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Homemade biscuits that are fluffy, soft, and buttery. Try this recipe today!
Growing up, my Dad didn’t cook a lot. But when he did, these biscuits were the star of the show. My mom is the best cook I know, but when it comes to biscuits, we always ask for daddy’s (sorry, mom!). He’s just got the magic biscuit hands, I guess.
This year’s Christmas celebration was no different. Dad made the biscuits along with my brother, who wanted to learn how to make these himself. I documented the process to share with you all.
Another thing that makes this special is that it’s my Grandma Tricia’s recipe. A family legacy, tried and tested – much like our four generation cornbread.
These biscuits are 100 percent made by hand. No special mixers, food processors etc. required. Although, if you have a food processor and want to make them that way, it might be quicker.
These biscuits are fairly easy and quick to make, especially once you have mastered the art. And the taste? Tender, melt-in-your-mouth, buttery, fluffy perfection. The only downside is that after eating these, your canned biscuits will definitely lose their appeal.
One thing I love about this recipe is that it is sugar-free. A lot of popular biscuit recipes contain sugar, so this one is much more diet friendly. And it can also be made healthier by using one part whole wheat flour and one part all-purpose.
An even better option is this non-GMO hard white spring wheat, which we absolutely LOVE. It gives the taste of all-purpose flour while still being unrefined and retaining its natural protein and vitamins. It’s a great source of manganese, iron, phosphorus, and a range of B vitamins.
If you’re concerned about gluten, remember that unless you have Celiac disease, most people are only sensitive to the herbicide (like roundup) which is sprayed on the wheat crop. Using a non-GMO wheat reduces this effect.
The following materials are optional but make for an exceptional biscuit:
- Biscuit cutter
- Dough blender / pastry cutter tool (for incorporating cold butter chunks)
- If you need both, here’s an adorable baking set which includes both the biscuit cutter and dough blender
- Flour sifter
- Wheat Montana hard white spring wheat
Alright, let’s get to the recipe! Note: at the bottom of the post I’ve included a printable recipe card for your convenience).
Homemade Biscuits Process
First, sift the dry ingredients together into a large bowl.
Cut cold butter into small chunks with a knife and add to the flour mixture. Dad tip: sprinkle a pinch of the mixture onto the butter. This keeps the butter off the knife as you cut.
Using a dough blender, cut your chunks of butter into the flour using a clockwise twisting motion.
Continue to mix until the mixture resembles coarse cornmeal, with small bits of butter still visible. The pockets of butter in the dough will create an incredibly flaky biscuit. If using a food processor, just pulse a few times until this consistency is achieved.
Next, add buttermilk and stir gently until just combined. Do not over mix, or the biscuits will be dense and chewy instead of fluffy and tender.
Turn out the dough onto a flat surface. If the dough is too sticky, dust with extra flour. But not too much flour – again, this can result in a tougher biscuit. I know, I know, biscuits are so…. kneady (that one was for my husband).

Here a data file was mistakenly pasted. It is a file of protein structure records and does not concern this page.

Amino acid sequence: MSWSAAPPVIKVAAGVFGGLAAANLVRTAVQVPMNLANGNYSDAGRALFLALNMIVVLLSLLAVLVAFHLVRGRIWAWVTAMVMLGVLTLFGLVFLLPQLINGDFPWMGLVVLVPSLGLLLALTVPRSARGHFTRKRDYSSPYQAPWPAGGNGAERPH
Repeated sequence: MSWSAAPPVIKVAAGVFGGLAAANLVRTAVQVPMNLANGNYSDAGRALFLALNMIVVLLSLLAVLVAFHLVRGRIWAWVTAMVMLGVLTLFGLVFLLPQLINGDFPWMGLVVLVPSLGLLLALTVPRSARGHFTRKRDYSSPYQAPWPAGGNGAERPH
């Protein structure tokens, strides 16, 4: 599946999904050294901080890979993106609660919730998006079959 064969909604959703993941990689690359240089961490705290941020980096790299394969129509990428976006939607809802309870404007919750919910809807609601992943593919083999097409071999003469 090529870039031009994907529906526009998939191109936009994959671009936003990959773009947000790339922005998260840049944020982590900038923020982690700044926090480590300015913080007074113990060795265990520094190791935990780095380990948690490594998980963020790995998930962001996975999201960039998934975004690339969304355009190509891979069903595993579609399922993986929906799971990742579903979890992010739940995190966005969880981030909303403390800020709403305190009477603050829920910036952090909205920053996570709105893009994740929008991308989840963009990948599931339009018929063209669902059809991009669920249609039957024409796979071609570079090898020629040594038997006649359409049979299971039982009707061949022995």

Flatten the dough, folding it over itself several times (folding creates those enviable layers). Again, less is more. You want to handle the dough as little as possible.
Press and pat dough with your fingertips (don’t roll) to about 3/4 inch thickness.
Using a biscuit cutter or small glass, cut biscuits and place on a baking sheet. Pro Tip: Press the biscuit cutter straight down and don’t twist. Twisting seals the edges and eliminates those gorgeous layers.
After cutting out all the biscuits, shape the remaining scraps into additional biscuits. They won’t be as pretty as the first batch, but they’ll still taste good. As Grandma says, “Waste not, want not!”
If you are making gravy, use the “ugly biscuits” for crumbling.
Bake at 400 for 10-20 minutes until golden. This is another instance where you have to “baby” the biscuit. One day they might take less time to bake, and another day more. I think the amount of flour you have to add affects baking time, who knows. Just keep and eye on ‘em when they hit the 10 minute mark – it will be worth it. Promise.
Once biscuits are done, enjoy them with plain old butter and jam, or try one of these serving ideas:
- Cinnamon sugar
- Ham and cheese
- PB & J
- Sausage gravy
- Fried egg
The possibilities are endless! Far. Too. Good.
Healthier Homemade Buttermilk Biscuits
Homemade buttermilk biscuits from scratch - sugar free, no shortening, and perfect every time!
- 4 cups flour non-GMO
- 6 tsp baking powder
- 2 tsp salt
- 1/2 tsp baking soda
- 1/2 cup butter
- 2 cups buttermilk
Sift dry ingredients together.
Add shortening and mix until like coarse cornmeal.
Stir in buttermilk until just combined.
Turn out onto floured surface and flatten. Fold over several times.
Pat dough out to 3/4 inch thickness. Cut out biscuits and place on a baking sheet.
Bake at 400 for 15-20 minutes until golden.
Yield: 2 Dozen
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What are your favorite homemade baked goods? Comment below!